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A new study from Cold Harbour Spring Laboratory argues that psychopaths may not be as intelligent as they're often depicted.
The adage goes that all psychopaths are geniuses (with the opportunity to turn this into a career as an "evil genius").
The common belief is to see it as a trade-off - he's brilliant yes, but also mad.
It also fits with belief also that highly successful people, such as CEOs and senior politicians, have psychopathic traits.
While traits may be accurate, such as superficial charm, lack of empathy, and manipulative, their intelligence may have nothing to do with their psychopathy.
Psychologists call this perception the "Hannibal Lecter myth"
The study, which is yet to be reviewed by peers, is a meta-analysis (read compilation) of 97 studies into the relationship between psychopathy and intelligence.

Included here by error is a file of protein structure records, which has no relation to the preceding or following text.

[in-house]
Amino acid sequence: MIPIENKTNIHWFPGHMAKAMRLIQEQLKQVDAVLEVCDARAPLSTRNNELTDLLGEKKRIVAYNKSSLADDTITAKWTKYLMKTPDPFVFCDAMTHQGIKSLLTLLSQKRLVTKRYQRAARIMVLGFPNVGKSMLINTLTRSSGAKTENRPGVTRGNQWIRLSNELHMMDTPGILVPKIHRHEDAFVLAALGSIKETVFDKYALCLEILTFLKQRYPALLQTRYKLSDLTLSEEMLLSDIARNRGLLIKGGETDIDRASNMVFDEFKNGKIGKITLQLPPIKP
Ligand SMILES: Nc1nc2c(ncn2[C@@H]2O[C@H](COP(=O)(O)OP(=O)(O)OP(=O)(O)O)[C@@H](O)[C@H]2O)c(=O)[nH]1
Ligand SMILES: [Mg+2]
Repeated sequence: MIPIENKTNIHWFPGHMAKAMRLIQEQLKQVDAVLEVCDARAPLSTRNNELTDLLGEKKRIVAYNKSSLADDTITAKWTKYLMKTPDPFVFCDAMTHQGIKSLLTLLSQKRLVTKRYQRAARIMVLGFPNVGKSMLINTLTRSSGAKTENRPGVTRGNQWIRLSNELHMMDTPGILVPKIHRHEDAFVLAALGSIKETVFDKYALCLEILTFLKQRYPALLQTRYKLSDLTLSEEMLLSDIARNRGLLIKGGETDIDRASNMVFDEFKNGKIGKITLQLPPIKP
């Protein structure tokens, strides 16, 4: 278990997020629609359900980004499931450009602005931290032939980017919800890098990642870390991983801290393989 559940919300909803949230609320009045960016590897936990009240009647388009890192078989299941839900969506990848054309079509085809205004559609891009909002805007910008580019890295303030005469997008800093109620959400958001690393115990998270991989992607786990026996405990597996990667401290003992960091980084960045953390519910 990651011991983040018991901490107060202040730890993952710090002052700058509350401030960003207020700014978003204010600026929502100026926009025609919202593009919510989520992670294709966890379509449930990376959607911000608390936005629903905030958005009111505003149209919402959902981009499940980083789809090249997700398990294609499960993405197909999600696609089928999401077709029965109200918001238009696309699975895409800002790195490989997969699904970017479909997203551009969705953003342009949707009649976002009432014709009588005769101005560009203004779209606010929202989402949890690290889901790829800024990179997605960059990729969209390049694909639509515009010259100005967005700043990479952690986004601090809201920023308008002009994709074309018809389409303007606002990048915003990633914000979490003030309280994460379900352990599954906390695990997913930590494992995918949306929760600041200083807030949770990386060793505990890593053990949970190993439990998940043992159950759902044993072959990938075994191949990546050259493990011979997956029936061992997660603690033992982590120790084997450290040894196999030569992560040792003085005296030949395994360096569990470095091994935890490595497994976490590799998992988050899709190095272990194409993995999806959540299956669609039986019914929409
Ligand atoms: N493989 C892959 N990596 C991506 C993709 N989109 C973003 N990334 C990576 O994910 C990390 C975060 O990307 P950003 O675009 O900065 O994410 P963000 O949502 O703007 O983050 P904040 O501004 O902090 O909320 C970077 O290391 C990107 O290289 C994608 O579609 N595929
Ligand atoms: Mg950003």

Considering results from over 9000 participants, the meta-analysis found that those who scored higher for psychopathic traits tended to score lower on measures of IQ.
They also suggested there could be subdivisions within psychopathy that explain the correlation (and the existence of the perception).
The classifies these divisions as "primary" and "secondary" psychopathy, the distinctions lie in their degrees of inhibition and their intelligence.
(Picture: Swalka 1991/YouTube)
The paper suggests countering the Hannibal Lecter myth is important not just for the sake of public perception, but how psychopaths are treated in the criminal justice system.
In particular presumed high intelligence and therefore accountability, can influence sentencing and the determination of mens rea by judges and juries.
HT IFL Science
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